Visually, the game looks gorgeous. Between it’s beautiful 2D animation to it’s color pallet, Dust is visually one of the most colorful indie games I’ve played. This isn’t referring to just the art style either, but the game and level design as well. Everything has a nice, visual cohesion between levels. The only real complaint the game has visually is that the 3D bits of Dust during cutscenes are going to take some time getting used to. In fact, the cutscenes really reminded us visually of mid-year Sony Playstation game cutscenes where they’d often try blending in FMV with 3D animation or character models. That, and (during cutscenes) most likely due to time and budget, the character animations look far worse than in-game. However, it was interesting at some points watching the 3D models clash with the 2D ones. To be frank, it’s the 2D animation that shines here. It’s not by any means ground breaking, but it’s stylized and cohesively beautiful. Some nice added touches included bits in the background that moved when Dust would use his ‘storm’ attack.
The audio is also particularly well done. Everything ‘feels’ the way it should in terms of weight, with no small part of that being thanks to the excellent audio. Dust’s music is fantastic, and the voice acting is also fantastic. One of the voice actors did seem to have quite an obviously worse microphone than everyone else. There was also the problem with the dialogue not matching the tone of the voice at certain points besides with Dust and Fidget. This is particularly noticeable when the general is speaking. Besides that, the voice acting is fantastic. As for the two main protagonists, Fidget may be one of the better sidekicks we’ve had the pleasure of having around. Fidget is basically Nall from Lunar 2, the annoying voice (albeit a different one) included. Fidget does make some ‘4th wall breaking’ jokes that feel out of place, but they admittedly did get a chuckle or two out of us. Okay, maybe not a chuckle, probably a smirk. Probably several smirks. Okay, I may be ashamed as to just how many stupid things I smirked at…which was just about every time they made a joke.
As for the music, it’s great. Sure, it’s basic at a few moments, but the music during most of the combat segments and wandering around bits was well done.
As for the controls, this is a platformer. We played the majority of the game with our Xbox One gamepad, and it felt great. We switched occasionally to a keyboard and mouse configuration to see how it played and while it’s okay, it’s clear the game is designed more towards controllers in mind.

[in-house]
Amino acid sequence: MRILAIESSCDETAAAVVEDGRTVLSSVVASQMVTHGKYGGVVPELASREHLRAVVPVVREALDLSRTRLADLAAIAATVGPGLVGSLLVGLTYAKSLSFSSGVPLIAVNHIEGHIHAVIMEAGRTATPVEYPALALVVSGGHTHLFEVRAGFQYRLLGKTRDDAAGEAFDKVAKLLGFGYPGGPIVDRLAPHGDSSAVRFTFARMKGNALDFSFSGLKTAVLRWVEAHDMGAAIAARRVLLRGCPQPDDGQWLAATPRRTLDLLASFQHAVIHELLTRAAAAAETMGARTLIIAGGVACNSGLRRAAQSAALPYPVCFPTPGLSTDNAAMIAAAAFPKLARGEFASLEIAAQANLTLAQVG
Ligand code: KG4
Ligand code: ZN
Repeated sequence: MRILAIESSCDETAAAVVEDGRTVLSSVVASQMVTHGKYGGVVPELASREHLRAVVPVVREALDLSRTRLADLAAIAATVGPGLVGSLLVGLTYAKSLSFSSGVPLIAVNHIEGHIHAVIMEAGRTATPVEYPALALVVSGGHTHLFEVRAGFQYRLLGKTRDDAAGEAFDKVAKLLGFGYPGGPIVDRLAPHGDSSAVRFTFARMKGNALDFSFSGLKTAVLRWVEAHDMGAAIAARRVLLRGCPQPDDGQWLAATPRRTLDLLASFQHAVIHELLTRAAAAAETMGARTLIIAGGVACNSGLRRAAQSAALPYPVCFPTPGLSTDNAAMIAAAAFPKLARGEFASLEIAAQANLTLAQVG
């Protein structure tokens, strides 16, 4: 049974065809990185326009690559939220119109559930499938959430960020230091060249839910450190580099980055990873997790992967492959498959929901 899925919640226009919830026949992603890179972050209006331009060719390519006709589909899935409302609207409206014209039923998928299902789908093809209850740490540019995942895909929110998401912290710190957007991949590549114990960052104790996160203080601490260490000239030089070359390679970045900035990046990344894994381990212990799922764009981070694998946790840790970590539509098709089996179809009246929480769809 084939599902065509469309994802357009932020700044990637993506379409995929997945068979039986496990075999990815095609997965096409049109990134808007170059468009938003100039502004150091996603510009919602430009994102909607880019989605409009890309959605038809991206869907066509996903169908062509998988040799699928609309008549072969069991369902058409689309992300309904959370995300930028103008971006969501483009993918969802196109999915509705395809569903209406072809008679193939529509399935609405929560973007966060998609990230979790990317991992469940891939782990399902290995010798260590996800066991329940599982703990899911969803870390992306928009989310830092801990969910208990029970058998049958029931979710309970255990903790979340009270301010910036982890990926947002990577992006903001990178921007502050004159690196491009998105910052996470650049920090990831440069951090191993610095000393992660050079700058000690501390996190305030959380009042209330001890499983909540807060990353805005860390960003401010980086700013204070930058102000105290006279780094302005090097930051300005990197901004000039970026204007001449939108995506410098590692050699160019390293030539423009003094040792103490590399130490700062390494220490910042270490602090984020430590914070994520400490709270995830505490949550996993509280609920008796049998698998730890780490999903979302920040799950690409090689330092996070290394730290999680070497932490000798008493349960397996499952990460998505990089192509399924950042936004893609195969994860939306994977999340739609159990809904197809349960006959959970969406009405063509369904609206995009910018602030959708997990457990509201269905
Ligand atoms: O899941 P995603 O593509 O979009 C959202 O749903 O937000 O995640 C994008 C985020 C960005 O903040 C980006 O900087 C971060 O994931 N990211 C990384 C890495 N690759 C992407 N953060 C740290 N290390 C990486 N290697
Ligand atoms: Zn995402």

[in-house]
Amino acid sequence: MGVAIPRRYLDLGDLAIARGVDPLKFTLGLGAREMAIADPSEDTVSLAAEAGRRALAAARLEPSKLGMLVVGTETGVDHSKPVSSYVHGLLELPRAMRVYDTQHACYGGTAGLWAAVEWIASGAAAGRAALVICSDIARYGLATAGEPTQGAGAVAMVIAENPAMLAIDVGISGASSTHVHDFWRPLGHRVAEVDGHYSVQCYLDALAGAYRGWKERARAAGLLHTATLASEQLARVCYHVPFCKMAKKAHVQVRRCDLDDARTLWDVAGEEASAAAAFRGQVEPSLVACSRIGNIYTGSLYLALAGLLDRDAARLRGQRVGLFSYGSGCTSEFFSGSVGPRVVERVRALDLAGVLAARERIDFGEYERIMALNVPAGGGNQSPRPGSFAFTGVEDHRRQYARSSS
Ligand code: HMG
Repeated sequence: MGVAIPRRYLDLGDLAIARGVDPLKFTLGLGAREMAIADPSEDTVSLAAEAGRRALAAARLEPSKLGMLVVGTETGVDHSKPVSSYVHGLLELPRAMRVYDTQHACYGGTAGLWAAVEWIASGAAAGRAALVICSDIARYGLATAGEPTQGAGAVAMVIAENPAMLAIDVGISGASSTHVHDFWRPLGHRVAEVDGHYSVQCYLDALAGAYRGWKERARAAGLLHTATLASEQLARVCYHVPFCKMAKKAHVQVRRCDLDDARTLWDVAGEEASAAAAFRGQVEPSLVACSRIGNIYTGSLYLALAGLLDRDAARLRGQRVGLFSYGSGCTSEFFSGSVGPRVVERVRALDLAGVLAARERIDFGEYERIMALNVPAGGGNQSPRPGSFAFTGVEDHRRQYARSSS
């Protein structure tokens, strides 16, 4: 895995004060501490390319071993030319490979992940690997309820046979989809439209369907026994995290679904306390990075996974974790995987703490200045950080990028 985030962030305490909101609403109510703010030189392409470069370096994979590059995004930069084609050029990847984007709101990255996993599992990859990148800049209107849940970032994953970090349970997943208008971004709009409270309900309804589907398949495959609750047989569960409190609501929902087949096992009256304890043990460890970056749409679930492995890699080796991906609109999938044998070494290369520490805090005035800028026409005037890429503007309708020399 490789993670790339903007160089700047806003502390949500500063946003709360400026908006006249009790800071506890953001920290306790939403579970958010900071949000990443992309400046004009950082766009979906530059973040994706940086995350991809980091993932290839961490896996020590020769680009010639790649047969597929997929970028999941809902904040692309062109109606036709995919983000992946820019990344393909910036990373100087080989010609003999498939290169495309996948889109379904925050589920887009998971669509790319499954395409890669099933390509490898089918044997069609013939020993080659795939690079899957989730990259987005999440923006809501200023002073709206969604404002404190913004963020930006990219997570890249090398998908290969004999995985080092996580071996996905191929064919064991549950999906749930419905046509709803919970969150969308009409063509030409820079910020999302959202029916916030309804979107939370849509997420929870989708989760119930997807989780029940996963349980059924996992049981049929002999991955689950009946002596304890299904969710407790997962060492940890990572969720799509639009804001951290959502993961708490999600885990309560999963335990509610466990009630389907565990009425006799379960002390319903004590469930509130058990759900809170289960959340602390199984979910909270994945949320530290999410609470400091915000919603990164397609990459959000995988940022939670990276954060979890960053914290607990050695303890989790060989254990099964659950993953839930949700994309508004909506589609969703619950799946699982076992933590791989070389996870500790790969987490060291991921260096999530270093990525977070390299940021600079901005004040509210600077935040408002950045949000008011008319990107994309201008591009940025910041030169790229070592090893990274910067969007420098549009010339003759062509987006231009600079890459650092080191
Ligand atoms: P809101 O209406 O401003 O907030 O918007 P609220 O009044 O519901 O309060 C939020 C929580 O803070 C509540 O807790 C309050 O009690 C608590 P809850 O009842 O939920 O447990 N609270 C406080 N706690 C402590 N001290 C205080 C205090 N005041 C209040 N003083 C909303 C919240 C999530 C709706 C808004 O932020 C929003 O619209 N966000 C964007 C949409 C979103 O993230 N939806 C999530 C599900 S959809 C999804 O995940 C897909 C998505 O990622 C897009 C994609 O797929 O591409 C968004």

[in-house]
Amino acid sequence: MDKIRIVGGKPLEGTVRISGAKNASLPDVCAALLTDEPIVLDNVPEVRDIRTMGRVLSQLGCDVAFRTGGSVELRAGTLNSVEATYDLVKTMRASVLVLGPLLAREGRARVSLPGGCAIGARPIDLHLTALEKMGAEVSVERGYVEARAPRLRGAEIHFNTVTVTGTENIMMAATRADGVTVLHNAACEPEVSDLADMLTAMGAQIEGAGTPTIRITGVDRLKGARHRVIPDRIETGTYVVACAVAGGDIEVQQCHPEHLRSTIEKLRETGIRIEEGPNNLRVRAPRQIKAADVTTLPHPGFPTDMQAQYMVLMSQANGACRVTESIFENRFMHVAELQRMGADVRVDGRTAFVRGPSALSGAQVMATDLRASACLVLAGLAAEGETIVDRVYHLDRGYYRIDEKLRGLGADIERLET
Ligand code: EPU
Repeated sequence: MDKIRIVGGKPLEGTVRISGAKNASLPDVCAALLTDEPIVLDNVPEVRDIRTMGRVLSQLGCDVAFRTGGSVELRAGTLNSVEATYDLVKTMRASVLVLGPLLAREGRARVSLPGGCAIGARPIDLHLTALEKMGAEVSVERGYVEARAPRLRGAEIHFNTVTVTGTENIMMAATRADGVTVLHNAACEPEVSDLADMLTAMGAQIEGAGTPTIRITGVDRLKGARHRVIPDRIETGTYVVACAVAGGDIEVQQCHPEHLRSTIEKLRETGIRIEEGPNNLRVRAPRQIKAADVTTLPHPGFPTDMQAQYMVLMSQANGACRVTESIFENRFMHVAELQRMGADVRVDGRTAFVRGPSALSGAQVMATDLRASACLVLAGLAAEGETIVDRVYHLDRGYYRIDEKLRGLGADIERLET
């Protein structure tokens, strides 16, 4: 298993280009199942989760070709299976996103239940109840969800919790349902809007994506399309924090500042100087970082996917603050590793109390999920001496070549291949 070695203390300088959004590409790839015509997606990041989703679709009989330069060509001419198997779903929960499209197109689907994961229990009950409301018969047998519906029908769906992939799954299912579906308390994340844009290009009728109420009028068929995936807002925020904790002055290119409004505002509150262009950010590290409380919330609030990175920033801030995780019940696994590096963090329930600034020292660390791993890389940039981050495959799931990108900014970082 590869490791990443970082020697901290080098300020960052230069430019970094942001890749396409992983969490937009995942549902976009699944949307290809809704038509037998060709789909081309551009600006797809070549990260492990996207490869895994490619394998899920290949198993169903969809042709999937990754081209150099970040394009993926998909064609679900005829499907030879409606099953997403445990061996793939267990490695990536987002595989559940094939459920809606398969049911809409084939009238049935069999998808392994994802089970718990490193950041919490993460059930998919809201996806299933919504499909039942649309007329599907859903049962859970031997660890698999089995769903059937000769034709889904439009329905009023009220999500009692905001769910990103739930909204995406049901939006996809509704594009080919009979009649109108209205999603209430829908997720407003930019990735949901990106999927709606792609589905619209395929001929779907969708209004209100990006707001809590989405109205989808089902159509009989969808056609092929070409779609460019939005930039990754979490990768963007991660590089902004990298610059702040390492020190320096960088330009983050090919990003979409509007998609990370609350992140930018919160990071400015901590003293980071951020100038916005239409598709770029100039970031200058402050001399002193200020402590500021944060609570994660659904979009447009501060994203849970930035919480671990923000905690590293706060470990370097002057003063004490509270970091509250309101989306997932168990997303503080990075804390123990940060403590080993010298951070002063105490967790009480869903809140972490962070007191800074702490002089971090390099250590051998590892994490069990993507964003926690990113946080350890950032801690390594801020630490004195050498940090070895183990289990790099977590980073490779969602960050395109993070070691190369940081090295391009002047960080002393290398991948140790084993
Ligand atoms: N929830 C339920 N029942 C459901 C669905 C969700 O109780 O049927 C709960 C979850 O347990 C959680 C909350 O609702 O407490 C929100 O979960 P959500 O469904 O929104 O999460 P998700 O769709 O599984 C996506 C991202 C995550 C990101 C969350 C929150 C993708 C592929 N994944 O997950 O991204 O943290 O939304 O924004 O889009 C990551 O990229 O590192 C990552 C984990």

As for settings, there’s a fairly robust set of options for the most part to pick from. The highlight being that there’s a colorblind mode. Kinda cool to see that in an indie game honestly. While you have no option to rebind your controller configuration, you do have an option to rebind your keyboard and mouse layout to your choosing. Everything else in the settings department is fairly standard. The game is also locked to 60 fps, though that may be due to the animations being linked to the framerate. At least, that’s what we’ll guess.
As for entertainment, was the game fun? Yes, yes it was. While Dust: An Elysian Tale does show it’s indie skin in some departments, it has far more than enough for us to suggest this game for anyone who enjoys a good 2D, hand drawn platformer with some (I’ll regret saying this) ‘funny’ humor. It’s story does have a few drawbacks, but it’s still regardless one of the better games from it’s year of release and (to be frank) one of the best 2D platformers we’ve had the pleasure of playing. Overall, if you’re even slightly interested in 2D platformers, we’d happily give Dust: An Elysian Tale a good recommendation from us.
- Side characters
- Enemy and character variety
- Excellent atmosphere
- Well designed audio
- Great art style with vibrant colors
- Plently of game to explore (10 – 12 hours on average)
- Puzzles can be occasionaly annoying
- The story is cookie cutter